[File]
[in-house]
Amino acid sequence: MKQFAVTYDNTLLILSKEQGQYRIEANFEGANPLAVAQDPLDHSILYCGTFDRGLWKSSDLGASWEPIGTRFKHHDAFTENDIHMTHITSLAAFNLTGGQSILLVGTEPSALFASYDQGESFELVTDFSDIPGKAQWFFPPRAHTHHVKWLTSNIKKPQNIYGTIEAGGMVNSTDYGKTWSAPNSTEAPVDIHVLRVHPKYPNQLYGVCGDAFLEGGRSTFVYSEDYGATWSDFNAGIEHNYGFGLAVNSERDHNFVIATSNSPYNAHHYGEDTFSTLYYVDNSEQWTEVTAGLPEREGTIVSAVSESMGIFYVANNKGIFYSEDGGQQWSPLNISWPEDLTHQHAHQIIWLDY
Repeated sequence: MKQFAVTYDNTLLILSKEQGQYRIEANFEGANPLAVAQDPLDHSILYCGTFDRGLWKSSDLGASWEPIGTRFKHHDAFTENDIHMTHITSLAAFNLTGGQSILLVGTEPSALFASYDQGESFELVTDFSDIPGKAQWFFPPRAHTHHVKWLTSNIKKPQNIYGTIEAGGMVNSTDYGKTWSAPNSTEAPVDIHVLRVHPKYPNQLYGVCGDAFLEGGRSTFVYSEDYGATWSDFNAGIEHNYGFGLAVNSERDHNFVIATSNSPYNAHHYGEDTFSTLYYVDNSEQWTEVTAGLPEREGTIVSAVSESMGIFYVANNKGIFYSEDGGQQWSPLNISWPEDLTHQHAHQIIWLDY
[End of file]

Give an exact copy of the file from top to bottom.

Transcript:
[in-house]
Amino acid sequence: MKQFAVTYDNTLLILSKEQGQYRIEANFEGANPLAVAQDPLDHSILYCGTFDRGLWKSSDLGASWEPIGTRFKHHDAFTENDIHMTHITSLAAFNLTGGQSILLVGTEPSALFASYDQGESFELVTDFSDIPGKAQWFFPPRAHTHHVKWLTSNIKKPQNIYGTIEAGGMVNSTDYGKTWSAPNSTEAPVDIHVLRVHPKYPNQLYGVCGDAFLEGGRSTFVYSEDYGATWSDFNAGIEHNYGFGLAVNSERDHNFVIATSNSPYNAHHYGEDTFSTLYYVDNSEQWTEVTAGLPEREGTIVSAVSESMGIFYVANNKGIFYSEDGGQQWSPLNISWPEDLTHQHAHQIIWLDY
Repeated sequence: MKQFAVTYDNTLLILSKEQGQYRIEANFEGANPLAVAQDPLDHSILYCGTFDRGLWKSSDLGASWEPIGTRFKHHDAFTENDIHMTHITSLAAFNLTGGQSILLVGTEPSALFASYDQGESFELVTDFSDIPGKAQWFFPPRAHTHHVKWLTSNIKKPQNIYGTIEAGGMVNSTDYGKTWSAPNSTEAPVDIHVLRVHPKYPNQLYGVCGDAFLEGGRSTFVYSEDYGATWSDFNAGIEHNYGFGLAVNSERDHNFVIATSNSPYNAHHYGEDTFSTLYYVDNSEQWTEVTAGLPEREGTIVSAVSESMGIFYVANNKGIFYSEDGGQQWSPLNISWPEDLTHQHAHQIIWLDY